For Art Center alumnus Eric Barba, things didn’t seem like they could get any better after he won an Oscar for his groundbreaking special effects work on The Curious Case of Benjamin Button. That is, until he got the gig overseeing the special effects for Tron: Legacy, opening this weekend.
For Benjamin Button, Barba was tasked with making Brad Pitt appear older. For Tron: Legacy, his challenge was the opposite: to make a present-day Jeff Bridges appear as he did in the 1982 original. And, it had to appear authentic. Add to that the intense pressure of a cult-status 1982 film Tron (visualized by another Art Center alum, Syd Mead, who we also spoke to this week), and Barba had his work cut out for him.
Barba has been with the SoCal-based Digital Domain visual production studio for 13 years, and like many of the top directors he collaborates with, he’s equally comfortable working in film or advertising. He started at Digital Domain as a digital artist on The Fifth Element and CG supervisor on Supernova before rising to visual effects supervisor for David Fincher’s Zodiac.
As we count down to the opening of Tron: Legacy, the Dotted Line caught up with Barba to talk about his work as visual effects supervisor on this much-anticipated movie, his work and, of course, Art Center.
Dotted Line: How was working on the new Tron film different from others you’ve worked on?
Eric Barba: This was the most difficult project I’ve ever done, for many reasons. It was by far the most challenging. The work we had done on Benjamin Button was considered the holy grail of special effects because we were aging a human face, which hadn’t been done before. The [Jeff Bridges] character Clu pushes that envelope so far, and so much faster, than we expected. We didn’t know that these sorts of effects [such as portraying a decades-younger Bridges] were even possible to do. And working in 3D was new for me, too.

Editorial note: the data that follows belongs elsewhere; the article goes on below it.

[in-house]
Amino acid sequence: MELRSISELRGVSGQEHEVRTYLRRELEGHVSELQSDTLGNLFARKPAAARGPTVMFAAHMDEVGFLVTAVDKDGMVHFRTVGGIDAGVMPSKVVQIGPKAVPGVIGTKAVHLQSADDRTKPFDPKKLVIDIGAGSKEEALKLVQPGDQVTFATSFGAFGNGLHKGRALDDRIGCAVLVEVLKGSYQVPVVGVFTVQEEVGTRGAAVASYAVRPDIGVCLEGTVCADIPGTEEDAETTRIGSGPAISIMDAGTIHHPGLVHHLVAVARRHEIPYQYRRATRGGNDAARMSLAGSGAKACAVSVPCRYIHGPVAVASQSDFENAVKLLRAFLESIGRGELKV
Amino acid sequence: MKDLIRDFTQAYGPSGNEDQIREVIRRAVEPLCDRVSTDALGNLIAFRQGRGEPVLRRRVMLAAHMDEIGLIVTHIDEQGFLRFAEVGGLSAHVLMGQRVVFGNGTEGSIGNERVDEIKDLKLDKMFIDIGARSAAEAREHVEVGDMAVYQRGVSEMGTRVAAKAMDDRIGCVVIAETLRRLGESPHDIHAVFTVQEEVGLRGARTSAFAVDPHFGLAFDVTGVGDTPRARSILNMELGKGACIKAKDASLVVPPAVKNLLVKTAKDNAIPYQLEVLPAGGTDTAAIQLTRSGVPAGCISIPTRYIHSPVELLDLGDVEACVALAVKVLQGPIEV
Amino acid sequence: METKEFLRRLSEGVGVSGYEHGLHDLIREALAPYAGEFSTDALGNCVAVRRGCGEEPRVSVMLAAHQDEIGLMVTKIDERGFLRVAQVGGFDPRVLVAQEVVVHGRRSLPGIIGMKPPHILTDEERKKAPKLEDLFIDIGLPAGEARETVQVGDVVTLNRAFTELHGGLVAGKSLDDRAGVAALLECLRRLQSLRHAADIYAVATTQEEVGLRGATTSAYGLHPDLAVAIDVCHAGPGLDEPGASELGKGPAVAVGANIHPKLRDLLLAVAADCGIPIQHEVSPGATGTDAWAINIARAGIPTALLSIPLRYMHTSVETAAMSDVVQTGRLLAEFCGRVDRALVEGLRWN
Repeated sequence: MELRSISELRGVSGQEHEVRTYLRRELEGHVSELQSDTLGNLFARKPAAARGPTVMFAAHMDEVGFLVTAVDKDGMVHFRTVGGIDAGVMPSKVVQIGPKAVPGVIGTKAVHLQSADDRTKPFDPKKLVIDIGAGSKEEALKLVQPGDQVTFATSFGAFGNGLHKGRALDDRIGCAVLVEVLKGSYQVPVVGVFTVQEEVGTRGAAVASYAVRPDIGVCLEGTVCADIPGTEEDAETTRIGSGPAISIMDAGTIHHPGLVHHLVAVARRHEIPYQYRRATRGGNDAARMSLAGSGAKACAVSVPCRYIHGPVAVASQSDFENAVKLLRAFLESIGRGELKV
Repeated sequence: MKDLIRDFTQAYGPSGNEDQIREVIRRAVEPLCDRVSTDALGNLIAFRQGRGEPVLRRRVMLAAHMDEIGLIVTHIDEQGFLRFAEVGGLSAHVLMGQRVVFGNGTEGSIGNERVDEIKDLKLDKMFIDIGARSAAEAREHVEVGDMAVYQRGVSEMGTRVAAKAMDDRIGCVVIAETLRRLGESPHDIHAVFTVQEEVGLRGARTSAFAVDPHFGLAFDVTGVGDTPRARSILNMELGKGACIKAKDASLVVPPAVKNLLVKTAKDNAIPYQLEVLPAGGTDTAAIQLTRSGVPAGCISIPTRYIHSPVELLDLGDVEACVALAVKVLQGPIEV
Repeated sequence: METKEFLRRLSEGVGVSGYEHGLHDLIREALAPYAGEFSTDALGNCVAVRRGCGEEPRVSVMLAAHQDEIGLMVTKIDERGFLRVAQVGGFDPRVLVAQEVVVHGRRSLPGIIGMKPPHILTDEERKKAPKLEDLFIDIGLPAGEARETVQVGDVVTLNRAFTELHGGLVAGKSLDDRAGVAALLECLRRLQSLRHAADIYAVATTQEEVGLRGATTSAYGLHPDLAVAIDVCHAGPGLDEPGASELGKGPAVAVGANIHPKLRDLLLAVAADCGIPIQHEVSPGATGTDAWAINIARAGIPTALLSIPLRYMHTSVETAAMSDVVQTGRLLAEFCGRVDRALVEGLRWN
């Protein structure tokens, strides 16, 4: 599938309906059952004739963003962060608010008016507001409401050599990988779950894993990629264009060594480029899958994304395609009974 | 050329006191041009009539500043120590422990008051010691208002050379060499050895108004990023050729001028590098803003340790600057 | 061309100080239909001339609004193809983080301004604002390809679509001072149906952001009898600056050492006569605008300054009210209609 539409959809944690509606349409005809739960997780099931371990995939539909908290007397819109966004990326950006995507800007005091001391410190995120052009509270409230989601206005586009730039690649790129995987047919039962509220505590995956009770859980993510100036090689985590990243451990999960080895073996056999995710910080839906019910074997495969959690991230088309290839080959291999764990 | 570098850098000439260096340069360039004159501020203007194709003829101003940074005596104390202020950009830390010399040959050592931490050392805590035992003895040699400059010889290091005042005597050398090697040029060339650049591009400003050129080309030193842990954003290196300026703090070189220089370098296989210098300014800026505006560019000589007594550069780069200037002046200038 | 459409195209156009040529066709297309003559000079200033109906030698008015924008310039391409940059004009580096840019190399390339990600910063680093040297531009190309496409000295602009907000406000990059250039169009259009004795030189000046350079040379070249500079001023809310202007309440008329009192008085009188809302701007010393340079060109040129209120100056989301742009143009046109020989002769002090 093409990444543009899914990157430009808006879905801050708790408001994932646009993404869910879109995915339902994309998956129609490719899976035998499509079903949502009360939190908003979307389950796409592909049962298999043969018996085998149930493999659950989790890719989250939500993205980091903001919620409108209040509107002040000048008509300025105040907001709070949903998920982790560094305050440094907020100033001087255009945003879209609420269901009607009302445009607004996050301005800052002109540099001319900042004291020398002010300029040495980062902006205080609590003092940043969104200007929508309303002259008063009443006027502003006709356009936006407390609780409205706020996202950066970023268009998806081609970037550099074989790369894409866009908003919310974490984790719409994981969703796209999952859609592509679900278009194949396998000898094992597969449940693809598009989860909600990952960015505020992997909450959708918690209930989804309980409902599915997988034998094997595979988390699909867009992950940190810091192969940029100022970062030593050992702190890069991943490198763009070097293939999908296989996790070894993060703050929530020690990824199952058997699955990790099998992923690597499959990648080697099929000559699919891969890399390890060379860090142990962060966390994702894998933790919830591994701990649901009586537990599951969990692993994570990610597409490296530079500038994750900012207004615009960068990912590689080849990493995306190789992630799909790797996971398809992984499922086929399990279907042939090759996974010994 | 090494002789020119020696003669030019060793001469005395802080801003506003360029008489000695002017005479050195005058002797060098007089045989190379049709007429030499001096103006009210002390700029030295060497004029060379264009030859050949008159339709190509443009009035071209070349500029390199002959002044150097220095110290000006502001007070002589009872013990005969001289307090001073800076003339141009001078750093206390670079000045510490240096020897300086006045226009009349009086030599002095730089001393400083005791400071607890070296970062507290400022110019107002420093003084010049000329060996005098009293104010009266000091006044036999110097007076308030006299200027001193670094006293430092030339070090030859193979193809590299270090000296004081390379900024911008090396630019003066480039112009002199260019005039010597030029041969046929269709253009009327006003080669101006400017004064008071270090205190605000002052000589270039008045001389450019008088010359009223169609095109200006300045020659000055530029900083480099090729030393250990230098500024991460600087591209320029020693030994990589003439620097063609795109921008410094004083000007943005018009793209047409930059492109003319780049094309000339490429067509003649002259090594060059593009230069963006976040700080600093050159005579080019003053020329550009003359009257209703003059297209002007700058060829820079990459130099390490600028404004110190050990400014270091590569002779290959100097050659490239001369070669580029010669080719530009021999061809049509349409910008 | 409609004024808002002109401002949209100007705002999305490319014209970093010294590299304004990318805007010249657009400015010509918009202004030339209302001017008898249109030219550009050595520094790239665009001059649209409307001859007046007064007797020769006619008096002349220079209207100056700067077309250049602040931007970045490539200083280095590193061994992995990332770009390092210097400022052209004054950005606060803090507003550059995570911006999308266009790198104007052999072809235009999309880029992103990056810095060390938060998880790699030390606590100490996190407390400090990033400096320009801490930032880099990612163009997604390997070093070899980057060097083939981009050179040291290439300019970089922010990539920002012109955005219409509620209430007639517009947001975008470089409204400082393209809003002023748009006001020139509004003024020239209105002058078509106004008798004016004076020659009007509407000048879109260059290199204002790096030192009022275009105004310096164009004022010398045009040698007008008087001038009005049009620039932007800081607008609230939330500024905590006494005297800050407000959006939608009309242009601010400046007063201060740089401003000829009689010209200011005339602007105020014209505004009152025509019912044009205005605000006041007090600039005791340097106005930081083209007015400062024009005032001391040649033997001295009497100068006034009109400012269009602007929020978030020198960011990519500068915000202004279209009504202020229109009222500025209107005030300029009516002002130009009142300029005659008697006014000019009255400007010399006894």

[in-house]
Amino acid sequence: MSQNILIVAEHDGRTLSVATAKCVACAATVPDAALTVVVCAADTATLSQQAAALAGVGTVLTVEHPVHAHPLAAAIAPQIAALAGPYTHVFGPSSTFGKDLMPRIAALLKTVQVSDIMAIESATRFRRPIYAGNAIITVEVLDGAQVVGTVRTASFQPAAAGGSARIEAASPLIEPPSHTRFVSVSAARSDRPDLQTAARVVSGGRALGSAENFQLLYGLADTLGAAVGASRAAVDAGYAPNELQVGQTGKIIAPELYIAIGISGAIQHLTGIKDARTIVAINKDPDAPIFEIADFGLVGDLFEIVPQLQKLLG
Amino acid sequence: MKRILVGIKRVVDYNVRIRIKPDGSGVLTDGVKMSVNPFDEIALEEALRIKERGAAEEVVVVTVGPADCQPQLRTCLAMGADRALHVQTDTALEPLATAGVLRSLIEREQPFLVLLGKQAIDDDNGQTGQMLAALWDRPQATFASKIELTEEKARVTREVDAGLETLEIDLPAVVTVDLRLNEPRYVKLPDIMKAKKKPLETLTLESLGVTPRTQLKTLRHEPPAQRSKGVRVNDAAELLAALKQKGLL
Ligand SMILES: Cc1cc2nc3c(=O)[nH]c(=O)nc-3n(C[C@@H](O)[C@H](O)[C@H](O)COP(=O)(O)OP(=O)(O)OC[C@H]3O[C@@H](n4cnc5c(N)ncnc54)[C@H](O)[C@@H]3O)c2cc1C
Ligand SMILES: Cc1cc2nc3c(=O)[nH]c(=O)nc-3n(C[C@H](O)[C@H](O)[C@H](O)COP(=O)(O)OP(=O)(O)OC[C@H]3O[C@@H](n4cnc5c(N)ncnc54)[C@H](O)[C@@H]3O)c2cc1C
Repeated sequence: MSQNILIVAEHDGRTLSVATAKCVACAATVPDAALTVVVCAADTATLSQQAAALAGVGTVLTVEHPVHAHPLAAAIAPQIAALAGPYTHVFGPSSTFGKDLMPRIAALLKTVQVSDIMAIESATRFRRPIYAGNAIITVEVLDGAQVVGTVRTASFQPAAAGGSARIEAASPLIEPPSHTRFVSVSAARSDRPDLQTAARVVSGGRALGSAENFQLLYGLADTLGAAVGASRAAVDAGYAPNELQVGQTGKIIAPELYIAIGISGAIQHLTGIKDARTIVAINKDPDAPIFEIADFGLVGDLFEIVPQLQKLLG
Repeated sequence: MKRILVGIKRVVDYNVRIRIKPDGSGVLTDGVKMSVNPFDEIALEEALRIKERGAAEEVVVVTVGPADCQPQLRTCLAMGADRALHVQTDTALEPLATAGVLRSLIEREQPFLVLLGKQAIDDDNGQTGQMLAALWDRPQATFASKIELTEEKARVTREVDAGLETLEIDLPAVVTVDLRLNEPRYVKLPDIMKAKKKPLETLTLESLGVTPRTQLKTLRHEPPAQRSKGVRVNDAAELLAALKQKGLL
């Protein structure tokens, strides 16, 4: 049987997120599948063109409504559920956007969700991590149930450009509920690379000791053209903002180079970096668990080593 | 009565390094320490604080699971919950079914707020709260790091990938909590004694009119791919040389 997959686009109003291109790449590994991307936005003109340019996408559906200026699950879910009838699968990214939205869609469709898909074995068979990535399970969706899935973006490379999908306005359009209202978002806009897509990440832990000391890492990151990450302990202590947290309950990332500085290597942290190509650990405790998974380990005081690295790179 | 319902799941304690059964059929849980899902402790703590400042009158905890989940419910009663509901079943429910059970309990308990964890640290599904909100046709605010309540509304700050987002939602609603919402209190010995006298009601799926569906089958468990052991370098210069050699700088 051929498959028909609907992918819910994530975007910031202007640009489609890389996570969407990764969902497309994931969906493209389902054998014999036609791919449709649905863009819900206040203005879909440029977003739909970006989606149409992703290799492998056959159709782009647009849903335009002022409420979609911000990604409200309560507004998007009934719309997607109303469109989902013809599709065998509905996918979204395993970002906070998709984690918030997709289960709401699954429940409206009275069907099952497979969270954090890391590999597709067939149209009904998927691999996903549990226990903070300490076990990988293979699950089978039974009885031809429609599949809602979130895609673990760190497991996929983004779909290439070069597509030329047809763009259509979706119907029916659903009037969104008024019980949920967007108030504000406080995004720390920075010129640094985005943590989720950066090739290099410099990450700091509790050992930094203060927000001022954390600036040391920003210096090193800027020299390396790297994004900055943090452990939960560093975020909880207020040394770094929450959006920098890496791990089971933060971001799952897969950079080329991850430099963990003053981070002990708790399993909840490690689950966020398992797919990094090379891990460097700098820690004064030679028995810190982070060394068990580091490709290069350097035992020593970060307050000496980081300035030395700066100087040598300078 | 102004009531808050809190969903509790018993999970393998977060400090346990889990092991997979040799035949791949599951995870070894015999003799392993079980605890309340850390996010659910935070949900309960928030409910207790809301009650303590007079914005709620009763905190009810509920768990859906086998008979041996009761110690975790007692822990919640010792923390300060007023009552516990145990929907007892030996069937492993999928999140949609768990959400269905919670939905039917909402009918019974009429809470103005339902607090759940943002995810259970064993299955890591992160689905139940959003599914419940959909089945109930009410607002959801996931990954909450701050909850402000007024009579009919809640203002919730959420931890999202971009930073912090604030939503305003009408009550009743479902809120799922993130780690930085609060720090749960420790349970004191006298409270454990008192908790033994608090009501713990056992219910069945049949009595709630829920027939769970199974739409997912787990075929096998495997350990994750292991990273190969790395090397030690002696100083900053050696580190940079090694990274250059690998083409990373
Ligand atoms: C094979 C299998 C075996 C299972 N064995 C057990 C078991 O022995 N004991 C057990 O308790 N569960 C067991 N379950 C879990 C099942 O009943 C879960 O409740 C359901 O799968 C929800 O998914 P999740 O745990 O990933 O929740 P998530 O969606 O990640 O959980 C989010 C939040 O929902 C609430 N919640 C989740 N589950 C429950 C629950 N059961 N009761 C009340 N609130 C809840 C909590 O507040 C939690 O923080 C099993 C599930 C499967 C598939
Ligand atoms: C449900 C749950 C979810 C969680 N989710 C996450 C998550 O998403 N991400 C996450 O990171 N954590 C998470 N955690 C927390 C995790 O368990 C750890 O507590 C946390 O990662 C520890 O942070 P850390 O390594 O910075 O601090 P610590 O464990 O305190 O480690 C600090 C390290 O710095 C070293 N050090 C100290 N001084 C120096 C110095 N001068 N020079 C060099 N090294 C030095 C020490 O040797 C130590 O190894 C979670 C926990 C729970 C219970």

Dotted Line: What are the different considerations when working in 3D?
Barba: It’s incredibly challenging technically, because we’re still in the early stages of learning how to shoot 3D from a how-the-camera-works standpoint. I like to joke that the camera we used to film this will be in a museum at some point as a relic, because if you look at it, it’s actually two cameras strapped together.
And because of this there are a lot of technical challenges and mechanical imperfections, lens imperfections and the like. You have to continuously fix things and put stuff back together. For example, when we’re trying to shoot two actors playing a disc game, if they don’t stand in the correct space on a 50-foot screen, then the shot is ruined. All the techniques we use for tracking—making sure our CG and our studio camera line up—have to be rewritten because they have to be much, much more accurate for 3D. And you have to render everything twice, so it’s twice the disk space. Then you have to have development systems to look at it and judge it. It definitely raises the bar as far as technical difficulty.